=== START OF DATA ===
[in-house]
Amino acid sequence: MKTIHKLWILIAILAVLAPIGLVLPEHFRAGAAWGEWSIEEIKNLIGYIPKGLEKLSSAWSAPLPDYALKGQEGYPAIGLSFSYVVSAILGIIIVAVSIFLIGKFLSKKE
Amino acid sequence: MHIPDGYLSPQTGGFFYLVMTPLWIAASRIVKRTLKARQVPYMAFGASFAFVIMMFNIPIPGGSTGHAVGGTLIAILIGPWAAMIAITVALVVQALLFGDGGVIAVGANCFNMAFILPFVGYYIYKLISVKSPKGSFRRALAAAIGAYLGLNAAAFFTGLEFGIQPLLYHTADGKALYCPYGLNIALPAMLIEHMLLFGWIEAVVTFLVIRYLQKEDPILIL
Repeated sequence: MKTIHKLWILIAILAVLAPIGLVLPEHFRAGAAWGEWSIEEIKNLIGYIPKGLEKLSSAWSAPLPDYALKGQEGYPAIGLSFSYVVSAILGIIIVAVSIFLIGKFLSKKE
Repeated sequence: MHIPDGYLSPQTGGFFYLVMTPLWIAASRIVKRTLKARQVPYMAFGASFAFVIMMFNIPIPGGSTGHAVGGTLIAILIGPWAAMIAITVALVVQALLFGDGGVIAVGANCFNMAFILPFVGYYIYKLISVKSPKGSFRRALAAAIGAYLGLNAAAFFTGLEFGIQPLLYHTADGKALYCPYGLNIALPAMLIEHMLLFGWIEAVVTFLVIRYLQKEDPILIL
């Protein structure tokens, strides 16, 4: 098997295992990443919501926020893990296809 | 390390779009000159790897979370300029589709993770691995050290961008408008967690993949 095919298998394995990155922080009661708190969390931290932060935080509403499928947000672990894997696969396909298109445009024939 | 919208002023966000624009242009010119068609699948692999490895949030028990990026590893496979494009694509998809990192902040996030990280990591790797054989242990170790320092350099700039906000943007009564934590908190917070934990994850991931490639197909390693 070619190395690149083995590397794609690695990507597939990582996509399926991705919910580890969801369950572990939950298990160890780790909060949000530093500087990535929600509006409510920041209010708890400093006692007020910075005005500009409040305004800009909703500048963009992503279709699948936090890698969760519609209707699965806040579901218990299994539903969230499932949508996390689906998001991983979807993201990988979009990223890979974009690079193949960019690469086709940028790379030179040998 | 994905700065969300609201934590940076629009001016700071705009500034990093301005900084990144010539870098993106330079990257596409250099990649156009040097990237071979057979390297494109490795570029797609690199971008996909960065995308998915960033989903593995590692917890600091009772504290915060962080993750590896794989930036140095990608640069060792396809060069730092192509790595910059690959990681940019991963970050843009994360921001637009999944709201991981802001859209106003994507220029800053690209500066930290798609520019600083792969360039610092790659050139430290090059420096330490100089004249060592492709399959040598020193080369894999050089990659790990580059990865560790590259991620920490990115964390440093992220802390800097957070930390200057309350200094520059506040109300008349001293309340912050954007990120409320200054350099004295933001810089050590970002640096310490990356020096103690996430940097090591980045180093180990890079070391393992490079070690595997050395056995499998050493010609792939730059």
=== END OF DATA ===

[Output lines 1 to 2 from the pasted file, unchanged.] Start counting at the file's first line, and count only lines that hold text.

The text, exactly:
[in-house]
Amino acid sequence: MKTIHKLWILIAILAVLAPIGLVLPEHFRAGAAWGEWSIEEIKNLIGYIPKGLEKLSSAWSAPLPDYALKGQEGYPAIGLSFSYVVSAILGIIIVAVSIFLIGKFLSKKE